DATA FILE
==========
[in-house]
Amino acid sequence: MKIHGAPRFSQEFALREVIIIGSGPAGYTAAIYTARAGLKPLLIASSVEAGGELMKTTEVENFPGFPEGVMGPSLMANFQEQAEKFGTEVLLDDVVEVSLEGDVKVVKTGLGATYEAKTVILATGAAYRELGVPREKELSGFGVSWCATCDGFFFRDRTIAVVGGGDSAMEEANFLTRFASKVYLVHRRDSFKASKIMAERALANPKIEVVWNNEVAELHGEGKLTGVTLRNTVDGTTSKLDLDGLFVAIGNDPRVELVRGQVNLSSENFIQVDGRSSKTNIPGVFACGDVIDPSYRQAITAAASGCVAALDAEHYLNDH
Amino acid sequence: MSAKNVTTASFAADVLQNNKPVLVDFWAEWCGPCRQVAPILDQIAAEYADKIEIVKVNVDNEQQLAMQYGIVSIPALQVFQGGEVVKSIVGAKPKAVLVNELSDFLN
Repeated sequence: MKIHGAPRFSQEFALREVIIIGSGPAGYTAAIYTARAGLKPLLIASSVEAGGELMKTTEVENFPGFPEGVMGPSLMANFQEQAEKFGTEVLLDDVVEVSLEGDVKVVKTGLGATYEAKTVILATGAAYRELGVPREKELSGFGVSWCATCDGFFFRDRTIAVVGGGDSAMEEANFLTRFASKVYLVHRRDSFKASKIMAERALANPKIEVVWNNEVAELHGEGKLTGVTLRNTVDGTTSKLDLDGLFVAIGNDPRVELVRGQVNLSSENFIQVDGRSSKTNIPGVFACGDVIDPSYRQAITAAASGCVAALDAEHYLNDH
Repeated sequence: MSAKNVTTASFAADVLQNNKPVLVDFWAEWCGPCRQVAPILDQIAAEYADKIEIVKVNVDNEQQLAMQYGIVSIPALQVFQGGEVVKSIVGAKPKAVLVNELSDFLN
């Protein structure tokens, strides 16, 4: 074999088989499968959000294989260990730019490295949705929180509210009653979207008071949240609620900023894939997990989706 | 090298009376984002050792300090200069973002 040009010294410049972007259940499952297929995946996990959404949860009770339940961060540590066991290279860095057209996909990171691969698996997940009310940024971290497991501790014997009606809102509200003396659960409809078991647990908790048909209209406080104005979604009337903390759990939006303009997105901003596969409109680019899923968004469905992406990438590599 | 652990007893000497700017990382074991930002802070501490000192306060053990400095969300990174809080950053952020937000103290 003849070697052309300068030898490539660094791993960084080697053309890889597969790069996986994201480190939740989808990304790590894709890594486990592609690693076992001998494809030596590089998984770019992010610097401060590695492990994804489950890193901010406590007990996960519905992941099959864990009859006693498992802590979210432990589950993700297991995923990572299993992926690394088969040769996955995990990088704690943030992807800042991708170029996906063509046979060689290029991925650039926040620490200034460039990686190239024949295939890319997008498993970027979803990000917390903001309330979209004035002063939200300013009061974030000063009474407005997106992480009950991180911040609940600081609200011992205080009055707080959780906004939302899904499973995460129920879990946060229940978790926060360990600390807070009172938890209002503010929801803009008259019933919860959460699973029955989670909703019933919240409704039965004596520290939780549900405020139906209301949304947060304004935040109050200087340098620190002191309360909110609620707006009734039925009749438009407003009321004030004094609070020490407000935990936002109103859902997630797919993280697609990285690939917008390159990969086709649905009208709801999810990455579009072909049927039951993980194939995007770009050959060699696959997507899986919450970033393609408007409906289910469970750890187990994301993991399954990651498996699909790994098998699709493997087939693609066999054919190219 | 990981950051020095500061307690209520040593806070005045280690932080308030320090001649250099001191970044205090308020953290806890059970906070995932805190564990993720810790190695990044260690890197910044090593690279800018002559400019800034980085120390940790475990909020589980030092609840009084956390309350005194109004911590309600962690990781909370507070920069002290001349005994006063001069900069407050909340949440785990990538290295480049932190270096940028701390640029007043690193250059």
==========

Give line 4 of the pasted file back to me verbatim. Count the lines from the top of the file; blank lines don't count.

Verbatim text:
Repeated sequence: MKIHGAPRFSQEFALREVIIIGSGPAGYTAAIYTARAGLKPLLIASSVEAGGELMKTTEVENFPGFPEGVMGPSLMANFQEQAEKFGTEVLLDDVVEVSLEGDVKVVKTGLGATYEAKTVILATGAAYRELGVPREKELSGFGVSWCATCDGFFFRDRTIAVVGGGDSAMEEANFLTRFASKVYLVHRRDSFKASKIMAERALANPKIEVVWNNEVAELHGEGKLTGVTLRNTVDGTTSKLDLDGLFVAIGNDPRVELVRGQVNLSSENFIQVDGRSSKTNIPGVFACGDVIDPSYRQAITAAASGCVAALDAEHYLNDH